I’ve been thinking more about my defense of the Mac as a long-term computing platform, and I’m slowly coming around to understanding that at the base of my ideas is a type of willful ignorance that I should know better than to indulge in. The world is changing, computers are changing, and how we work and interact with them is changing drastically. To get to the root of this, let’s follow the five “whys” of why I need a Mac to work.
I need a Mac to get my work done. Why?
Because the Mac is a Unix based computer that includes the standard set of tools I use day to day, and it’s solid and reliable enough for me to depend on to work well when I need it.
Why do I need a Unix computer to work?
Because I’m a devops engineer, or automation engineer, or advanced sysadmin, whatever you’d care to call this job at the moment. I work primarily with AWS, and the best tools for building the automation systems for deploying our applications use the command line. Not to mention I often need to ssh into a server to troubleshoot it.
Why does the AWS environment use the command line?
Well, technically the command line is just one of the tools available, the awscli tools talk back to the AWS API, and AWS has SDKs available for popular languages. I could, and often do, write python code to accomplish what I need done. I suppose the real answer to this question is that there is currently no better interface for doing what I do.
Why is there no better interface for doing what you need to do?
Because designing human interfaces that make sense is difficult, especially with complex concepts. We need to be able to express logically that one bit of code needs to pull data from another bit of code which is pulling data from a database, all the while ensuring that the customer is getting the information they need quickly and easily.
Why are the systems you work with so complicated?
That’s a good question. Maybe they don’t need to be, or maybe in the near future they won’t be anymore. My work involves manipulating data, building websites that allow people access to upload and download data, and ensuring that the infrastructure these systems run on remains fast and available. How much of this is now being built into platforms like AWS, Azure, and Google Cloud Platform? How much of what I do each day could soon be accomplished by machine learning?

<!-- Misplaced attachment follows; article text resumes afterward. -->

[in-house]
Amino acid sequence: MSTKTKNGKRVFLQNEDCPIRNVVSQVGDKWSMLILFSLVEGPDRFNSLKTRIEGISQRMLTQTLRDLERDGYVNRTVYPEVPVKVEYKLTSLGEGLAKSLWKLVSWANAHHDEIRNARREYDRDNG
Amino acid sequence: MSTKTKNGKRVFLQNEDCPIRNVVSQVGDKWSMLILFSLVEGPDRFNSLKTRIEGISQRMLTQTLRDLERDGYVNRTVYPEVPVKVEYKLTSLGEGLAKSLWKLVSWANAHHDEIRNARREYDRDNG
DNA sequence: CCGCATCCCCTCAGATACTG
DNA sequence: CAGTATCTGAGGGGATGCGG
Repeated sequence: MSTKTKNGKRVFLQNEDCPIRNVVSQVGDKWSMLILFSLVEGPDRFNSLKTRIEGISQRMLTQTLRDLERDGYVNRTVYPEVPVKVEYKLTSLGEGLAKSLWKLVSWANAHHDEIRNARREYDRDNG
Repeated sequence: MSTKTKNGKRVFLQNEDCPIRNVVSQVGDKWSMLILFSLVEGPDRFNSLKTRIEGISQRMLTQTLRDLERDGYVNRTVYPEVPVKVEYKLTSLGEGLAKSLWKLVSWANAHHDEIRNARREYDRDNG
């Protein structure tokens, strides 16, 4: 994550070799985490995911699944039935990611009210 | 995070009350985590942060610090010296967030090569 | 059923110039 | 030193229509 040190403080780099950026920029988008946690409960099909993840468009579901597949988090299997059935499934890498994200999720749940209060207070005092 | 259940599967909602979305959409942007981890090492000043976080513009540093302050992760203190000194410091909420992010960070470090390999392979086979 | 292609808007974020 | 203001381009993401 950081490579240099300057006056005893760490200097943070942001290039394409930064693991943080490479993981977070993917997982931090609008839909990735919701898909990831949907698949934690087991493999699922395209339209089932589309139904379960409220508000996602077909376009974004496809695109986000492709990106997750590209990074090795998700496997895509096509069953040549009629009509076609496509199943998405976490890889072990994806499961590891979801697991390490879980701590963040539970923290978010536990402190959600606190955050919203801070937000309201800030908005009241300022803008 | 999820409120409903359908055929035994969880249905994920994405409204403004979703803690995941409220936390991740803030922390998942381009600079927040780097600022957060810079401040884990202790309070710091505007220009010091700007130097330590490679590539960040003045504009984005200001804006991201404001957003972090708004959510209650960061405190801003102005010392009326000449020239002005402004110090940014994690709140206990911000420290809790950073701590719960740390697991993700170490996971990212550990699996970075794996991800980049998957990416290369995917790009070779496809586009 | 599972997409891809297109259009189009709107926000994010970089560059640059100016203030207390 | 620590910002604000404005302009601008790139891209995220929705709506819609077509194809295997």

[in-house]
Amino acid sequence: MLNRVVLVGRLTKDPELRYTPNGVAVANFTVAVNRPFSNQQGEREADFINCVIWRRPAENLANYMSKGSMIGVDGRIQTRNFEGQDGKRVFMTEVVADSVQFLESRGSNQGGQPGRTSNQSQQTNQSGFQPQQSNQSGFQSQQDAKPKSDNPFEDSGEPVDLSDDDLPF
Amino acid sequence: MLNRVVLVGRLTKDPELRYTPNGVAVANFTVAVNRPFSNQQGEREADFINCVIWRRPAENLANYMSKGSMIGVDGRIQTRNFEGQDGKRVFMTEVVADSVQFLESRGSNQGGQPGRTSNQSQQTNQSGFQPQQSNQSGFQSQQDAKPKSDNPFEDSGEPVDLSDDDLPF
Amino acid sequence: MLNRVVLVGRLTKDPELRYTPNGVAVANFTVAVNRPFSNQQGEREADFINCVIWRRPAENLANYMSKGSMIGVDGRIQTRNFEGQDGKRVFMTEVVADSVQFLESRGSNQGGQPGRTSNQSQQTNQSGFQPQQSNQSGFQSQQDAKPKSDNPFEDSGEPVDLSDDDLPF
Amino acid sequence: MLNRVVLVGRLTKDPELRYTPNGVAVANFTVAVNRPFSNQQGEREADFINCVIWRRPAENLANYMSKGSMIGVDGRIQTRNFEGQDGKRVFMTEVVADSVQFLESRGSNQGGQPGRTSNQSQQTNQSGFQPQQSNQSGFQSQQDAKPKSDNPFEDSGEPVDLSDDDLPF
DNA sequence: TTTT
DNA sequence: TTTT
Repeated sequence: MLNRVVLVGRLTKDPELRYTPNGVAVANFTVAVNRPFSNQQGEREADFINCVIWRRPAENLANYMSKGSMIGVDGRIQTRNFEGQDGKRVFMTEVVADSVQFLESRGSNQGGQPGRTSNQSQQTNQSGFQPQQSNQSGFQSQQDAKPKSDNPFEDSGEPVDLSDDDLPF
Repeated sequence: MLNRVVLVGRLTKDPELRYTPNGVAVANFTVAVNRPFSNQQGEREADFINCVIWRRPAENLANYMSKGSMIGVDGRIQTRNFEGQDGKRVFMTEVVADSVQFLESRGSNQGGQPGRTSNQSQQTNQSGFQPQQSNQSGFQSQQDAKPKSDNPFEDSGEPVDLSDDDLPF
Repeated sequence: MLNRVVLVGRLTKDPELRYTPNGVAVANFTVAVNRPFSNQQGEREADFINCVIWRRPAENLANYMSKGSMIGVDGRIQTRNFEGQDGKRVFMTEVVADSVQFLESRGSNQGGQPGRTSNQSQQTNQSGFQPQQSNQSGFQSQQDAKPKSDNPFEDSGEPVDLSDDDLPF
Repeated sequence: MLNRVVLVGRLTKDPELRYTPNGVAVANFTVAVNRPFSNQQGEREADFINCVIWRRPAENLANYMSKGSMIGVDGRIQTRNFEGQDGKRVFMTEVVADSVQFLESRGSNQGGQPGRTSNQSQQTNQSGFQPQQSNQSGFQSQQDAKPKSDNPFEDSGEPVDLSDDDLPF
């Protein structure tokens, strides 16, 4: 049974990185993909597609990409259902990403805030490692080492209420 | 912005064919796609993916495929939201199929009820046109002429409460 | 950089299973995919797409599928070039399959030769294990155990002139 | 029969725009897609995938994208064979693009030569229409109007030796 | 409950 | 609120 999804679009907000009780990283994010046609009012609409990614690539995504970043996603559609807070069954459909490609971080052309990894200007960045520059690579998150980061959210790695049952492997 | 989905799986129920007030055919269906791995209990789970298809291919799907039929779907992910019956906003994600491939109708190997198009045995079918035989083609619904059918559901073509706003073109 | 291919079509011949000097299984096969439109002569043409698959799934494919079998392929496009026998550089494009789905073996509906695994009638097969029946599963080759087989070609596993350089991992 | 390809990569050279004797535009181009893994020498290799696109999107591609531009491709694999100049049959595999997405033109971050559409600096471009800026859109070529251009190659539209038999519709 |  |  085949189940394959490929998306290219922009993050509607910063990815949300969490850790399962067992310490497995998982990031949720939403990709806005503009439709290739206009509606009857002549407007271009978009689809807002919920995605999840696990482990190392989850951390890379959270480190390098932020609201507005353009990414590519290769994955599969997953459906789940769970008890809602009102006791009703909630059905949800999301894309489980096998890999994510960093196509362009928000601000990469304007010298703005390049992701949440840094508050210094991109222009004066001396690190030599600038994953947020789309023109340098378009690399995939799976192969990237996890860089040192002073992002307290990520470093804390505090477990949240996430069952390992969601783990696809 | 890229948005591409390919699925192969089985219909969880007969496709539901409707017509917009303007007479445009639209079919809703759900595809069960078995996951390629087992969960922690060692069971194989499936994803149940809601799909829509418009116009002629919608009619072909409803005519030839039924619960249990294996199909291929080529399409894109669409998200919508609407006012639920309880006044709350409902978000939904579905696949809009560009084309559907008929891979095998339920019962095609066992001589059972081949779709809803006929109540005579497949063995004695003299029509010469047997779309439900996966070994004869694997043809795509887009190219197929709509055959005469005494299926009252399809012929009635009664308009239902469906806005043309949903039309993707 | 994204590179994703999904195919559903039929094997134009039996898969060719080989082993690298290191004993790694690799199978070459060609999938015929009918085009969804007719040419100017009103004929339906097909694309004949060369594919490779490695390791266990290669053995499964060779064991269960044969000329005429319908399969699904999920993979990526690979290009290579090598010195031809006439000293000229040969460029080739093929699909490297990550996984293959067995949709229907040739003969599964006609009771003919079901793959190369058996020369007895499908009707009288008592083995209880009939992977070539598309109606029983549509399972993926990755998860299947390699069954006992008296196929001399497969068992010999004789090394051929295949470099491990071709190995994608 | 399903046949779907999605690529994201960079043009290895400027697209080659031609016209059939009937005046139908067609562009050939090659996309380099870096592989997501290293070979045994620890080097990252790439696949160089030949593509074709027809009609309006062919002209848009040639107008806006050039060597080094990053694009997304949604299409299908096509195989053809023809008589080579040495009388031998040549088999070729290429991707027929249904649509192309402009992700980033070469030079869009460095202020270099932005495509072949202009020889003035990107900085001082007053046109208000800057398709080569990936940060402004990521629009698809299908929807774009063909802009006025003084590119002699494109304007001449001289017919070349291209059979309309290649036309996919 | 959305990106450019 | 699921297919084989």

What if you could ask your phone to generate a graph of Apple’s annual profit and loss, and be sure that the visuals it returned were accurate and reliable? What if I could tell an iPad to build a highly available, auto-scaling infrastructure for hosting the Python code in my git repository, and the iPad would just go out and build everything I needed? How far are we from AI being able to tell from looking at a git repo the details of the infrastructure it needs? In that scenario, what use is “devops” when the engineer is AWS? For that matter, how far away are we from telling the computer the logic of what we need and having it develop the code for us?
Possibly not far. A recent article in Wiredexplores this very possibility:
Traditional coding won’t disappear completely—indeed, O’Reilly predicts that we’ll still need coders for a long time yet—but there will likely be less of it, and it will become a meta skill, a way of creating what Oren Etzioni, CEO of the Allen Institute for Artificial Intelligence, calls the “scaffolding” within which machine learning can operate.
That scaffolding is where I’ve been aiming my career for quite a while now, but, it may not be enough.
In the long run, Thrun says, machine learning will have a democratizing influence. In the same way that you don’t need to know HTML to build a website these days, you eventually won’t need a PhD to tap into the insane power of deep learning. Programming won’t be the sole domain of trained coders who have learned a series of arcane languages. It’ll be accessible to anyone who has ever taught a dog to roll over. “For me, it’s the coolest thing ever in programming,” Thrun says, “because now anyone can program.”
Basic economics says that scarcity creates value, in a world where anyone can program the skill currently required would be drastically devalued. This predicts a move from “infrastructure as code” to “infrastructure as algorithmically determined”.
I need a Mac for what I do now, but if current trends continue I might not need a Mac for much longer to do my job. In fact, as the tech industry continues to evolve, it’s entirely possible that it will evolve to the point where it no longer needs me. When that happens, maybe I’ll finally open up that coffee shop I’ve been dreaming about for decades.